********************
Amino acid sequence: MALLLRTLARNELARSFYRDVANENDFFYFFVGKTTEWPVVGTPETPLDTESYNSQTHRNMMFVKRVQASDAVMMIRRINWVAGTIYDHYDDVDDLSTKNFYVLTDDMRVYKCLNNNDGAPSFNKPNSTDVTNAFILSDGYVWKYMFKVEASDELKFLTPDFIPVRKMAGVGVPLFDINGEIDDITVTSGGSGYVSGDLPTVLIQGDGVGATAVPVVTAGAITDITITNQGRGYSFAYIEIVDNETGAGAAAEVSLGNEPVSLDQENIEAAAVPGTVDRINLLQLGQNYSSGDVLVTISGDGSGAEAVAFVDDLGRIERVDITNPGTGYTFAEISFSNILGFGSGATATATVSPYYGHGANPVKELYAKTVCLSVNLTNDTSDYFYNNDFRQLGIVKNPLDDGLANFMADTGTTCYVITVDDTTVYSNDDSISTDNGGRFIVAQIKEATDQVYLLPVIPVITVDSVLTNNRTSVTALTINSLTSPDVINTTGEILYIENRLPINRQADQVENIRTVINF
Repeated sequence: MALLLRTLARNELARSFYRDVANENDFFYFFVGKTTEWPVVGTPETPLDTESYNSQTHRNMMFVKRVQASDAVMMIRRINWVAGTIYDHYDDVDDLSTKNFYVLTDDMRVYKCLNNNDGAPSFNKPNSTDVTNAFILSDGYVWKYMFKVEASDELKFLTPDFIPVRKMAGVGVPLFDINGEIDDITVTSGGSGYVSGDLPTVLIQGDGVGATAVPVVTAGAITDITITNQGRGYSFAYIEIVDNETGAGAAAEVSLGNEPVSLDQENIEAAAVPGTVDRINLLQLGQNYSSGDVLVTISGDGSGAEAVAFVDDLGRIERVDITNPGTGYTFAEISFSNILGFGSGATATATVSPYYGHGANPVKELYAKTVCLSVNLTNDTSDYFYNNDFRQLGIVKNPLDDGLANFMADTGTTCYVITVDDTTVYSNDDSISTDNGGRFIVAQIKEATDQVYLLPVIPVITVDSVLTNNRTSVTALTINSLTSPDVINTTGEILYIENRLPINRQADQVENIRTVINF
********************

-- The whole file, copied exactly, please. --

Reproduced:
Amino acid sequence: MALLLRTLARNELARSFYRDVANENDFFYFFVGKTTEWPVVGTPETPLDTESYNSQTHRNMMFVKRVQASDAVMMIRRINWVAGTIYDHYDDVDDLSTKNFYVLTDDMRVYKCLNNNDGAPSFNKPNSTDVTNAFILSDGYVWKYMFKVEASDELKFLTPDFIPVRKMAGVGVPLFDINGEIDDITVTSGGSGYVSGDLPTVLIQGDGVGATAVPVVTAGAITDITITNQGRGYSFAYIEIVDNETGAGAAAEVSLGNEPVSLDQENIEAAAVPGTVDRINLLQLGQNYSSGDVLVTISGDGSGAEAVAFVDDLGRIERVDITNPGTGYTFAEISFSNILGFGSGATATATVSPYYGHGANPVKELYAKTVCLSVNLTNDTSDYFYNNDFRQLGIVKNPLDDGLANFMADTGTTCYVITVDDTTVYSNDDSISTDNGGRFIVAQIKEATDQVYLLPVIPVITVDSVLTNNRTSVTALTINSLTSPDVINTTGEILYIENRLPINRQADQVENIRTVINF
Repeated sequence: MALLLRTLARNELARSFYRDVANENDFFYFFVGKTTEWPVVGTPETPLDTESYNSQTHRNMMFVKRVQASDAVMMIRRINWVAGTIYDHYDDVDDLSTKNFYVLTDDMRVYKCLNNNDGAPSFNKPNSTDVTNAFILSDGYVWKYMFKVEASDELKFLTPDFIPVRKMAGVGVPLFDINGEIDDITVTSGGSGYVSGDLPTVLIQGDGVGATAVPVVTAGAITDITITNQGRGYSFAYIEIVDNETGAGAAAEVSLGNEPVSLDQENIEAAAVPGTVDRINLLQLGQNYSSGDVLVTISGDGSGAEAVAFVDDLGRIERVDITNPGTGYTFAEISFSNILGFGSGATATATVSPYYGHGANPVKELYAKTVCLSVNLTNDTSDYFYNNDFRQLGIVKNPLDDGLANFMADTGTTCYVITVDDTTVYSNDDSISTDNGGRFIVAQIKEATDQVYLLPVIPVITVDSVLTNNRTSVTALTINSLTSPDVINTTGEILYIENRLPINRQADQVENIRTVINF